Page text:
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DVD ReviewThe world described by H.G. Wells in the now legendary novel The Time Machine is the sort that expands the imagination of anyone who is lucky enough to tear through its pages. Growing up, I remember reading The Time Machine countless times and each trip through its pages drove my imagination to the sort of places that only the best novels can go. So it was with a sort of eagerness that I awaited the release of Simon Wells' (the great-grandson of H.G. Wells) The Time Machine, hoping that the recent advances in technology could create worlds that would do justice to the imaginations of so many.
When the film was released in March of 2002 (after several delays), I sat in a sort of stunned silence; I held such high hopes for what might unfold before me. Gone was the world so vast and wonderfully realized, as this current version seems to be lacking in everything that made the novel so enjoyable. Put simply, The Time Machine is a mess of a film, the sort that forgoes a script for often amazing special effects and in its wake, creates a disappointment of gigantic proportions.
The film centers on Alexander (Pearce), a professor from the turn of the century who dreams of changing the world with his inventions. On the night he is to propose marriage to his girlfriend she is murdered in a robbery attempt and Alexander's world becomes one of sadness and loss. Convinced he can change time, he builds an elaborate machine and travels back to the fateful night with the hopes of making changing the past. Through an unlucky series of events, Alexander uses his time machine to travel into the future: first to 2030, where he sees a world overrun with technology, and then several hundred years in the future where the world has become a shell of what it once was. The remaining humans from New York City are now divided into two groups, the hunters and the hunted, the latter of which Alexander must protect.
I would be lying if I said that I didn't enjoy moments of The Time Machine, as it is filled with eye-popping visuals that show a hint of brilliance. The scenes of New York in the future are an amazingly well-constructed blend of visual effects and set pieces, while Stan Winston's envisioning of the Morlocks are on par with the work the acclaimed creator has done in the past. But there is little to deny that these efforts are fighting with a script that lacks the creativity and general wonderment needed to make the film work. Rumors of trouble with the production surfaced after the film was completed, including one that Mousehunt director Gore Verbinski (he does get a thank you in the credits) was brought in late in the process to take over for Wells. After watching the film, I can say that I believe this rumor may have some validity, as the film feels uneven with the opening scenes showing great promise while the latter portions of the picture fall flat. This is most evident with the lack of exposition in the final act. This, in my opinion, is what plagues The Time Machine; the events that transpire after Alexander finds himself in the world of the Eloi and the Morlocks feel rushed and several key plot points are hurried through in favor of a collection of needless action sequences.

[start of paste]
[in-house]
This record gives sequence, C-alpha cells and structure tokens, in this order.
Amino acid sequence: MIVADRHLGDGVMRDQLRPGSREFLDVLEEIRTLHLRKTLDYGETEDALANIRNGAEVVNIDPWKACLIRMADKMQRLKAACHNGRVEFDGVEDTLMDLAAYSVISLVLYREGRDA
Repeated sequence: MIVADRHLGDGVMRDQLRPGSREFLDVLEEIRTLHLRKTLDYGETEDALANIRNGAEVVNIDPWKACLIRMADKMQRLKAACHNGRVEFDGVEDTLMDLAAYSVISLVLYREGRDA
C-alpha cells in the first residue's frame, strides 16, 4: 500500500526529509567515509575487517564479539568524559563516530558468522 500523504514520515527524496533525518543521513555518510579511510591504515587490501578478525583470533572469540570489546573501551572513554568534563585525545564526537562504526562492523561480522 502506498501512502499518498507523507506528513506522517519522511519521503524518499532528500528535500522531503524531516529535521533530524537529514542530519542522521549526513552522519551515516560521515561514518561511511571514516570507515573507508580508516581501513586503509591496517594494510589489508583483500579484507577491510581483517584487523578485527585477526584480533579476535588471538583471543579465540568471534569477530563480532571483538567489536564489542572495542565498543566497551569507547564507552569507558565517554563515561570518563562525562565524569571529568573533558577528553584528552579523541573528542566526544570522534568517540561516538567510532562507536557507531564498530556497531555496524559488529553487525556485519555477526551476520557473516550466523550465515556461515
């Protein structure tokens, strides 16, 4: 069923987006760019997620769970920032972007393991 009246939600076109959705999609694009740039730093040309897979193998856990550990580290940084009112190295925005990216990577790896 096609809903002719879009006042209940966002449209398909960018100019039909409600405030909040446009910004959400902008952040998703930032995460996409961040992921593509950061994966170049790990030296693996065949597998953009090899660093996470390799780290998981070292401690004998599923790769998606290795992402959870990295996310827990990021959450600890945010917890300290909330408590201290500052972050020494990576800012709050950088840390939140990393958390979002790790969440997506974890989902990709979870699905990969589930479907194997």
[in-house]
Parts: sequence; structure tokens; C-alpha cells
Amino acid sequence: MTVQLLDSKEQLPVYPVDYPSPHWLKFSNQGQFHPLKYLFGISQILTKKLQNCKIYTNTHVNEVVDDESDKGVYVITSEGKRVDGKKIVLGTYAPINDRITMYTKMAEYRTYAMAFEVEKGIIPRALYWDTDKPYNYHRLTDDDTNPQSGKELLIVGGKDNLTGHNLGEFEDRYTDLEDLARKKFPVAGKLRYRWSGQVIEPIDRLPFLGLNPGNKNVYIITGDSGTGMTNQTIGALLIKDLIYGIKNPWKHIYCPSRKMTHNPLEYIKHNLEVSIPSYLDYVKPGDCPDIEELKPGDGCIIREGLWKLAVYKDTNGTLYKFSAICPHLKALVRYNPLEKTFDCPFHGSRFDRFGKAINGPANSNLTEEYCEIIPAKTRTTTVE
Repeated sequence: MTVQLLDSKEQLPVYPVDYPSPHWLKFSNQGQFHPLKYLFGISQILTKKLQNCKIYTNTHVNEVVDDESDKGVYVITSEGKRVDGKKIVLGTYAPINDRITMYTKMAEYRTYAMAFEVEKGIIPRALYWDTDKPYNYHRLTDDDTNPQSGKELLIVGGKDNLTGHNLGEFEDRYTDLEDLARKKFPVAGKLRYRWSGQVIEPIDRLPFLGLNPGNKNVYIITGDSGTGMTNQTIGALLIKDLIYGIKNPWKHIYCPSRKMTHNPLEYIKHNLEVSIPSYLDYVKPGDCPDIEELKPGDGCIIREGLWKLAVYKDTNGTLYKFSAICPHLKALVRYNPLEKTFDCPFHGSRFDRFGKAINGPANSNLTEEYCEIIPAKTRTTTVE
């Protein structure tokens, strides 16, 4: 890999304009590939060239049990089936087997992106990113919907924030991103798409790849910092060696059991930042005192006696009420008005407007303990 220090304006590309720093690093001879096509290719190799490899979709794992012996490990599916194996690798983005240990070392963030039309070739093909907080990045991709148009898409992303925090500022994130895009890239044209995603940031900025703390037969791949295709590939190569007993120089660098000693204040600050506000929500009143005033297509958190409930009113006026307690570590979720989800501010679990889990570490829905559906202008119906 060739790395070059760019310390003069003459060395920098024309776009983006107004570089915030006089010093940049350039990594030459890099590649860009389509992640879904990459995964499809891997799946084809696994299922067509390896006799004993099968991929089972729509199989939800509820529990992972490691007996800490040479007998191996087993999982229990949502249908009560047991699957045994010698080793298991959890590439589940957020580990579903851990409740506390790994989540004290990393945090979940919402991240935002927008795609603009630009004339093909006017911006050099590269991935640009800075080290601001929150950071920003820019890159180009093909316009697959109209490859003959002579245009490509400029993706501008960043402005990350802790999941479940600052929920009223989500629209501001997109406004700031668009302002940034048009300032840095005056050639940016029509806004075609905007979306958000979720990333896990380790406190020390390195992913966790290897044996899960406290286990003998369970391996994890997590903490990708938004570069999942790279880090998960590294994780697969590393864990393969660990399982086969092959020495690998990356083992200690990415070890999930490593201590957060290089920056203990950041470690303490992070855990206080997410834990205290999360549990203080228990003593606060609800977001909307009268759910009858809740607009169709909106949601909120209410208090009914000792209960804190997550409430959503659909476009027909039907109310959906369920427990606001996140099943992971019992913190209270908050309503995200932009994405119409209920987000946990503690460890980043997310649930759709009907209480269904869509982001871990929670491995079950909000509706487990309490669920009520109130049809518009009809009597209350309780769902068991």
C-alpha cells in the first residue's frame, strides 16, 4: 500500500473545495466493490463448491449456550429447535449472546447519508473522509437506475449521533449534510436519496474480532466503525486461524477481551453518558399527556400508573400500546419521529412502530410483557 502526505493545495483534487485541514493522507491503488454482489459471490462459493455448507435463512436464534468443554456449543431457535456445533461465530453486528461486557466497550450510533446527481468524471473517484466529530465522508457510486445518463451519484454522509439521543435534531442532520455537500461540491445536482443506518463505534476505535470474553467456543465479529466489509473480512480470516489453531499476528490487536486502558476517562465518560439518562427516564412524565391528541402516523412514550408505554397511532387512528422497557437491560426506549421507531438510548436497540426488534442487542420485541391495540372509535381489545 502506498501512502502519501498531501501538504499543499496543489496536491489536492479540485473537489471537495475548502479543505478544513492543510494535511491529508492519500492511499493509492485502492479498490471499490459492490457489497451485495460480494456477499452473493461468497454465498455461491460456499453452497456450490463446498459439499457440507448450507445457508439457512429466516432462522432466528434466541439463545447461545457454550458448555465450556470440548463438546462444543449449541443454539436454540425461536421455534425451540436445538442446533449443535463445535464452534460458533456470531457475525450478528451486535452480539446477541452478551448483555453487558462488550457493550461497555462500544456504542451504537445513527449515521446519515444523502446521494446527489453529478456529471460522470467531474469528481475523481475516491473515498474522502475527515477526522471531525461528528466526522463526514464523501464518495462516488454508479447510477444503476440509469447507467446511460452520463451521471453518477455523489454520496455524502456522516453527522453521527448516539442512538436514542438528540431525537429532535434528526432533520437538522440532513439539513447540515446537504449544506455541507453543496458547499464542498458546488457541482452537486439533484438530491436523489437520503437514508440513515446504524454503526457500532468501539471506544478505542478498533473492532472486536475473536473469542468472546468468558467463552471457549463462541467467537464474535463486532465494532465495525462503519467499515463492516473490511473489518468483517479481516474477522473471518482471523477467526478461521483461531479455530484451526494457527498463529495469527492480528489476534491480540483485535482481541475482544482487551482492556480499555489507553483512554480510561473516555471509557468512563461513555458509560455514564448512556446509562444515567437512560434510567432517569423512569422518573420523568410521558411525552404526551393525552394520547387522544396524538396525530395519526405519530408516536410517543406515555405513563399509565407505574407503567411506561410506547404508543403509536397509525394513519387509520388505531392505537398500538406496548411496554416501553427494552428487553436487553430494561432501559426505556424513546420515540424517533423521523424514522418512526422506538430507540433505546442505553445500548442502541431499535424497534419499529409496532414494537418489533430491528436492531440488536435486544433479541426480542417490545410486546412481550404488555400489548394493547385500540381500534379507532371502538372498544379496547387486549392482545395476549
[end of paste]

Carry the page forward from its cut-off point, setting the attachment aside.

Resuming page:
Another area where The Time Machine falters is in the casting of its lead actors. Pearce, an actor I greatly admire, does a nice job as Alexander, though his work at times feels flat and uninspired. Mumba, making her film debut, fails to offer a memorable character with her limited screen time, while Mark Addy and Orlando Jones do their best to add some comic relief, but fail thanks in part to unfunny dialogue. In the end, The Time Machine fails to obtain the heights of its source material. As a film that brings to life the world that so many have grown up imagining, The Time Machine is perhaps the ultimate proof that there is often no match for an expert work of literature.